Can we please stop telling our patients "NO"? & a promise to all my future patients
As many of you know, I recently quit my corporate job at a physical therapy company. I realized it was no longer aligned with my views and I have a bigger vision for myself and my patients. Essentially, I grew over time and I realized what was important to me and what was not (read more about it here)
Over the past couple of months, this decision has led to a lot of reflection on my part and a lot of introspection. It has caused me to evaluate what I like about my current position and what I don’t like. It has also caused me to reflect on aspects of clinical care that don’t sit well with me.
And now, I have a bone to pick.
Can we as physical therapists PLEASE stop telling our patients NO?
Can we please stop taking everything they LOVE away from them?
Can we stop preventing them from EVERY movement because they MIGHT irritate their symptoms?
Can we STOP fear mongering movements, especially yoga?(I might be a little biased)
The amount patients that have told me something such as:
I will never be able to run again
I am too old to run
I have bad knees
I was told to never squat or bend down
I can’t do yoga- It is bad for my shoulders
I am not allowed to squat
Oh, I can’t do that- it’s bad for you
I don’t know how to do that so I shouldn’t
And so on and so on
You get the picture. I don’t know about you but, this drives me nuts!! There are too many people out there afraid to move and afraid to do the things they love. I can tell you first hand, that living your life in fear is not fun.
The fact that healthcare professionals gaslight this fear in their patients hurts my heart. We have the power to help people move happily in their bodies. We have the power to make people feel good. We have the power to encourage, uplift, and empower our patients. We have the power to help our patients live a good life, in fact, live their best life.
And isn’t that what everyone wants? To live a good life?
So how can we as healthcare professionals inspire?
Education, Empower, and Encouragement.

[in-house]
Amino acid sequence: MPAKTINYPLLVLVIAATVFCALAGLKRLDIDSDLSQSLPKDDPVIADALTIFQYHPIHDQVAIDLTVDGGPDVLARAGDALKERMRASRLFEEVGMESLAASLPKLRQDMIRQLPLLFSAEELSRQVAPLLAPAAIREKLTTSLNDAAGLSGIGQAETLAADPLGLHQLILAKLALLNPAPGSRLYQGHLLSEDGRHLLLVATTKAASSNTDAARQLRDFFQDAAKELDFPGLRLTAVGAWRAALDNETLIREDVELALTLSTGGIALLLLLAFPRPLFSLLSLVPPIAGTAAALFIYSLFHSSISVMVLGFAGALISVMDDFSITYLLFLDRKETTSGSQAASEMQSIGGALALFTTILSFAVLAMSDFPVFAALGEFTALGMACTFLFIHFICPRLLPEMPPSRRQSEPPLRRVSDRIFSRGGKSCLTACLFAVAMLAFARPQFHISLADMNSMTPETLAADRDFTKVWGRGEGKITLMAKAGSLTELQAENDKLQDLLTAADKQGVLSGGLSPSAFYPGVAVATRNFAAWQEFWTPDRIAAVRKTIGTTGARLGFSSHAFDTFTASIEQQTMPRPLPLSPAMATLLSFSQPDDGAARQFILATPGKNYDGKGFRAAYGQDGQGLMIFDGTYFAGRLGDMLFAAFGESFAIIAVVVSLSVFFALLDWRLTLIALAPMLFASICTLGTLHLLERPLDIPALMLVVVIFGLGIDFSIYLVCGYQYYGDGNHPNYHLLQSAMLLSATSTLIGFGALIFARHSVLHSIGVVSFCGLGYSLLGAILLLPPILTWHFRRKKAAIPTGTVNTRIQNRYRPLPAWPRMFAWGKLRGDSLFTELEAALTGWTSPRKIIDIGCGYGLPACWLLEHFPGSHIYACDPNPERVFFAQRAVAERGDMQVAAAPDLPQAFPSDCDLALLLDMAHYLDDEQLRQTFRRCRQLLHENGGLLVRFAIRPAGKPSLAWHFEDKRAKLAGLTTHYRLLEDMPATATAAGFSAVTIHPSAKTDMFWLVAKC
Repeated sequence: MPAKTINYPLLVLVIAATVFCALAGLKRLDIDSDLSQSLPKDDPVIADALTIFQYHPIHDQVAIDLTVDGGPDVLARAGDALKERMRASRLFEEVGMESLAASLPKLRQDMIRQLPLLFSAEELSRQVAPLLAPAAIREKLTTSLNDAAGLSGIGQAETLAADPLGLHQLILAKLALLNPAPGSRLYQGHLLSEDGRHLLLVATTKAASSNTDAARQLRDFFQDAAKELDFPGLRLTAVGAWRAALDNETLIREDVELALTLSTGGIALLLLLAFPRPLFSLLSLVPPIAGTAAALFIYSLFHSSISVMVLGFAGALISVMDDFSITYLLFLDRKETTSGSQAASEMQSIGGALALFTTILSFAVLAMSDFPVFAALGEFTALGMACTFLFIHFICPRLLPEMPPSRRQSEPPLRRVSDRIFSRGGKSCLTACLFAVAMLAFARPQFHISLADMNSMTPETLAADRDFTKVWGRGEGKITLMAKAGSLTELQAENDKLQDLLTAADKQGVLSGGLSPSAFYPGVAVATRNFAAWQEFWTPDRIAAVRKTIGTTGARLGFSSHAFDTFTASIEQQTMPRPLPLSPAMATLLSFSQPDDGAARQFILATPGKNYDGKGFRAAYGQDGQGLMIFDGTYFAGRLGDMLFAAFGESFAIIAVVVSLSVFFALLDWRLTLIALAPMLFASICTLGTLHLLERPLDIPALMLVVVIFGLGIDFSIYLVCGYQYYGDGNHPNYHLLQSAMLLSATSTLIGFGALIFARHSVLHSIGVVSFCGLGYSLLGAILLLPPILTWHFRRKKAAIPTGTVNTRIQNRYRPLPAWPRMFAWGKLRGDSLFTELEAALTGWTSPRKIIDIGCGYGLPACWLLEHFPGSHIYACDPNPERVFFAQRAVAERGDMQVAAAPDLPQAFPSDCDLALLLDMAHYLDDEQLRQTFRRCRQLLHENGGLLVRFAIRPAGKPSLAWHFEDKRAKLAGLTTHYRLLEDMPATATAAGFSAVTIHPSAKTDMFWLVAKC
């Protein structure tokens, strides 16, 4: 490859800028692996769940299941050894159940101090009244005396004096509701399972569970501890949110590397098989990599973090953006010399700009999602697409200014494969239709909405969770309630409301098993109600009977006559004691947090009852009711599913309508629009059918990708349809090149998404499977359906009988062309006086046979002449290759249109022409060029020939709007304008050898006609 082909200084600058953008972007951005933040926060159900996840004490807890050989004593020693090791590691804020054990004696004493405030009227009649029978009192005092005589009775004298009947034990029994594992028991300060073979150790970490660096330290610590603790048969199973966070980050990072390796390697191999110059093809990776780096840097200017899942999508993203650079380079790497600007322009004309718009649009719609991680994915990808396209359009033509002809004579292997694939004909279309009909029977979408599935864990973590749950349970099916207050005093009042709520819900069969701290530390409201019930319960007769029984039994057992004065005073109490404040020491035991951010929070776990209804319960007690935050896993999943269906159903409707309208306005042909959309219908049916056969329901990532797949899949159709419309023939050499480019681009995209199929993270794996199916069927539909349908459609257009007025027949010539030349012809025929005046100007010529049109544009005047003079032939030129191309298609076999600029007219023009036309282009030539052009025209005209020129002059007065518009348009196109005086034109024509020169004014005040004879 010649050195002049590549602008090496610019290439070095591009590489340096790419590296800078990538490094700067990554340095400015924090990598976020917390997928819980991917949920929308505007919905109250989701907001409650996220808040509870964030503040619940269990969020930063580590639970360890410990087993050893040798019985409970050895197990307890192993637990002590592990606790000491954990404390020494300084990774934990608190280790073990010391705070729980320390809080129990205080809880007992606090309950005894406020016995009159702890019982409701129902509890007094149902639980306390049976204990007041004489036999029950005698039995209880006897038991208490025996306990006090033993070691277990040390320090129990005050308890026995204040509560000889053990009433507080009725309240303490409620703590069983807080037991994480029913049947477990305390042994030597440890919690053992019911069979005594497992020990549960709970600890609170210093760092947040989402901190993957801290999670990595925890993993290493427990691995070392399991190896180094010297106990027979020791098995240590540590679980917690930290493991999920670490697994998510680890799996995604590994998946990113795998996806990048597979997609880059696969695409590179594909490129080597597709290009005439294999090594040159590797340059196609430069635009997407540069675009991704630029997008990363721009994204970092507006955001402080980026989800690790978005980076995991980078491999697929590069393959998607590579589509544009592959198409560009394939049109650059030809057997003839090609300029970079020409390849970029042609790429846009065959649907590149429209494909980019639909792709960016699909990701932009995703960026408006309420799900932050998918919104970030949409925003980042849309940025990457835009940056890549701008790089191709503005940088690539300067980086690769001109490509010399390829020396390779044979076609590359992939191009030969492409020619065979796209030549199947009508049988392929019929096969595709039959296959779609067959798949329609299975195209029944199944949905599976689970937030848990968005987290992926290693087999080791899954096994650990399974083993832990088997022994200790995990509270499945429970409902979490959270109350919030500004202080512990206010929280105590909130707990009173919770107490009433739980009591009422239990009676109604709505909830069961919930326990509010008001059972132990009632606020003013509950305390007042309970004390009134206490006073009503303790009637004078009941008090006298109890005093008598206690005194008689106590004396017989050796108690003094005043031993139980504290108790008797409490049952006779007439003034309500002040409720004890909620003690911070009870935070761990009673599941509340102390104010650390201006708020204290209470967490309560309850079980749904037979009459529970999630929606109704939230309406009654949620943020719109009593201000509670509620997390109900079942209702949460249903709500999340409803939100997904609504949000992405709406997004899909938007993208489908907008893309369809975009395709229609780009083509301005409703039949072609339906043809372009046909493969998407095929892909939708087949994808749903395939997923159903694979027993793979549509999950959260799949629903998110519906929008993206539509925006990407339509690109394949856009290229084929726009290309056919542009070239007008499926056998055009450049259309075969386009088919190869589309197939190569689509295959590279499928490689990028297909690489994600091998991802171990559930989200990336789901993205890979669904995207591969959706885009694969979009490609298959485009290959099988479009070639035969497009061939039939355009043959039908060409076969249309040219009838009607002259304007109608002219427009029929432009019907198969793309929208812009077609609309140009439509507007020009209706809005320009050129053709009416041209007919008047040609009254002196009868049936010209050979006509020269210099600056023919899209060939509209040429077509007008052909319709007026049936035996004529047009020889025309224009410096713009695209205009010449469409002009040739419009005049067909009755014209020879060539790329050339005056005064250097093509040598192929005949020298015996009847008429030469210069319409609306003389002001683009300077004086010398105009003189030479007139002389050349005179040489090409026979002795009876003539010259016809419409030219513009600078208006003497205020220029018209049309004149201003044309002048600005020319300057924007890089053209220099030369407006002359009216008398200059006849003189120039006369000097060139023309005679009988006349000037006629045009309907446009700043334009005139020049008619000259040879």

Now don’t misunderstand me here, I do think it is important to look at mechanics and daily habits. I think it is important to decipher where and when a patient is having pain. I like to break down movements and go over them with patients. I educate them on why they are doing an exercises and how it can help. I explain where I want them to be engaging and encourage them to wobble a bit. I make them an active part of their rehab and have them show me what hurts and try to explain why they think it hurts.
For my Healthcare professionals, here are my goals for each session:
(Future Patients: Keep reading or skip the next three paragraphs, I have a love note for you at the end)
Educate the patient as to what you think is going on but don’t get to “science-y”. Don’t scare them with big terms or use words like “massive tear” or “gross instability” or “extremely weak”. That’s just mean and at the end of the day is hurting them more than it is helping them. Educated the patient on what you are doing each visit and why. Connect the what back to their why! Example: We are doing step ups because you have so many stairs in your apartment and I want you to feel comfortable going up and down stairs. Educate them on your thought process, and let them know where you are headed with your plan of care to keep them an active part of the process. Educate them on the healthcare system and how they can best be served by it. Let’s be real, most people don’t know they can advocate for themselves. Teach your patients to advocate for themselves.
As physical therapists, we are huge part of a patients support system and cheerleading team. We have the ability to inspire and empower or breakdown and hinder. The words we use in our practice go a long way to shaping how a patient views themselves and their injury.
It starts as simply as not calling their injury their “bad leg” or “bad shoulder.” I mean, come on, my graduate program even taught me that. I know it’s a pain but it’s also a habit. Drop the word “bad” please.